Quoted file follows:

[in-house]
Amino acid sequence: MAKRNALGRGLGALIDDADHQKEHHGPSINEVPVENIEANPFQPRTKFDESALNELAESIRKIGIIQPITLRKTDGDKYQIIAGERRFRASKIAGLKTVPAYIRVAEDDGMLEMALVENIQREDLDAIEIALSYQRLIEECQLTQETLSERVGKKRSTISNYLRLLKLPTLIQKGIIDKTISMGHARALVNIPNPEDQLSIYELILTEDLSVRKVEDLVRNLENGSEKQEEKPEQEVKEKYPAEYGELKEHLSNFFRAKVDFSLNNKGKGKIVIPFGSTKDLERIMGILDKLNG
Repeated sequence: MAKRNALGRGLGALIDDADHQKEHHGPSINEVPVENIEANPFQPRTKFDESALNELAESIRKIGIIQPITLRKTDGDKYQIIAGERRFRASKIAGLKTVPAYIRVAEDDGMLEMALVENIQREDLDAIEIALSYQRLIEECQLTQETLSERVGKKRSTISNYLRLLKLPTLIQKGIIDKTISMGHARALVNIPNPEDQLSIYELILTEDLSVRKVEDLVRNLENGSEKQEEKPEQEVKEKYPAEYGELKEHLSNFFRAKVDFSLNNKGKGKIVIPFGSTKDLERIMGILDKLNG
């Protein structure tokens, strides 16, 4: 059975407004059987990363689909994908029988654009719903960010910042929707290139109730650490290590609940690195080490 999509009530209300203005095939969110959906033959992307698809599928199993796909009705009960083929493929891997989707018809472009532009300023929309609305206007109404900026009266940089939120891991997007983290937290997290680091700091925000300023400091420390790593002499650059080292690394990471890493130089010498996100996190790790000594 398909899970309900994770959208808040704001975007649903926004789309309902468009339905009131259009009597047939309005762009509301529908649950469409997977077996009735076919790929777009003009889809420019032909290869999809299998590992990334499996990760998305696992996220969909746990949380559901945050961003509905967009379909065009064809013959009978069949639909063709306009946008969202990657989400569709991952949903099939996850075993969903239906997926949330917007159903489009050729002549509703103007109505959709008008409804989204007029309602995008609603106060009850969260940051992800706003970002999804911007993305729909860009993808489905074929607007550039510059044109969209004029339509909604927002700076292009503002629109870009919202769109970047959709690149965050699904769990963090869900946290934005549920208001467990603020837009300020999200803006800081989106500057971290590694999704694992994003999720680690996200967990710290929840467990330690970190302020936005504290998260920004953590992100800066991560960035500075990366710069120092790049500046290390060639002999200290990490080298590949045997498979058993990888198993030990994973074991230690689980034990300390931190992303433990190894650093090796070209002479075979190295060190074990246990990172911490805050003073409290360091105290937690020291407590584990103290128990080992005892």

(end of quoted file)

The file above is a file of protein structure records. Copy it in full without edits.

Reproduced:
[in-house]
Amino acid sequence: MAKRNALGRGLGALIDDADHQKEHHGPSINEVPVENIEANPFQPRTKFDESALNELAESIRKIGIIQPITLRKTDGDKYQIIAGERRFRASKIAGLKTVPAYIRVAEDDGMLEMALVENIQREDLDAIEIALSYQRLIEECQLTQETLSERVGKKRSTISNYLRLLKLPTLIQKGIIDKTISMGHARALVNIPNPEDQLSIYELILTEDLSVRKVEDLVRNLENGSEKQEEKPEQEVKEKYPAEYGELKEHLSNFFRAKVDFSLNNKGKGKIVIPFGSTKDLERIMGILDKLNG
Repeated sequence: MAKRNALGRGLGALIDDADHQKEHHGPSINEVPVENIEANPFQPRTKFDESALNELAESIRKIGIIQPITLRKTDGDKYQIIAGERRFRASKIAGLKTVPAYIRVAEDDGMLEMALVENIQREDLDAIEIALSYQRLIEECQLTQETLSERVGKKRSTISNYLRLLKLPTLIQKGIIDKTISMGHARALVNIPNPEDQLSIYELILTEDLSVRKVEDLVRNLENGSEKQEEKPEQEVKEKYPAEYGELKEHLSNFFRAKVDFSLNNKGKGKIVIPFGSTKDLERIMGILDKLNG
């Protein structure tokens, strides 16, 4: 059975407004059987990363689909994908029988654009719903960010910042929707290139109730650490290590609940690195080490 999509009530209300203005095939969110959906033959992307698809599928199993796909009705009960083929493929891997989707018809472009532009300023929309609305206007109404900026009266940089939120891991997007983290937290997290680091700091925000300023400091420390790593002499650059080292690394990471890493130089010498996100996190790790000594 398909899970309900994770959208808040704001975007649903926004789309309902468009339905009131259009009597047939309005762009509301529908649950469409997977077996009735076919790929777009003009889809420019032909290869999809299998590992990334499996990760998305696992996220969909746990949380559901945050961003509905967009379909065009064809013959009978069949639909063709306009946008969202990657989400569709991952949903099939996850075993969903239906997926949330917007159903489009050729002549509703103007109505959709008008409804989204007029309602995008609603106060009850969260940051992800706003970002999804911007993305729909860009993808489905074929607007550039510059044109969209004029339509909604927002700076292009503002629109870009919202769109970047959709690149965050699904769990963090869900946290934005549920208001467990603020837009300020999200803006800081989106500057971290590694999704694992994003999720680690996200967990710290929840467990330690970190302020936005504290998260920004953590992100800066991560960035500075990366710069120092790049500046290390060639002999200290990490080298590949045997498979058993990888198993030990994973074991230690689980034990300390931190992303433990190894650093090796070209002479075979190295060190074990246990990172911490805050003073409290360091105290937690020291407590584990103290128990080992005892």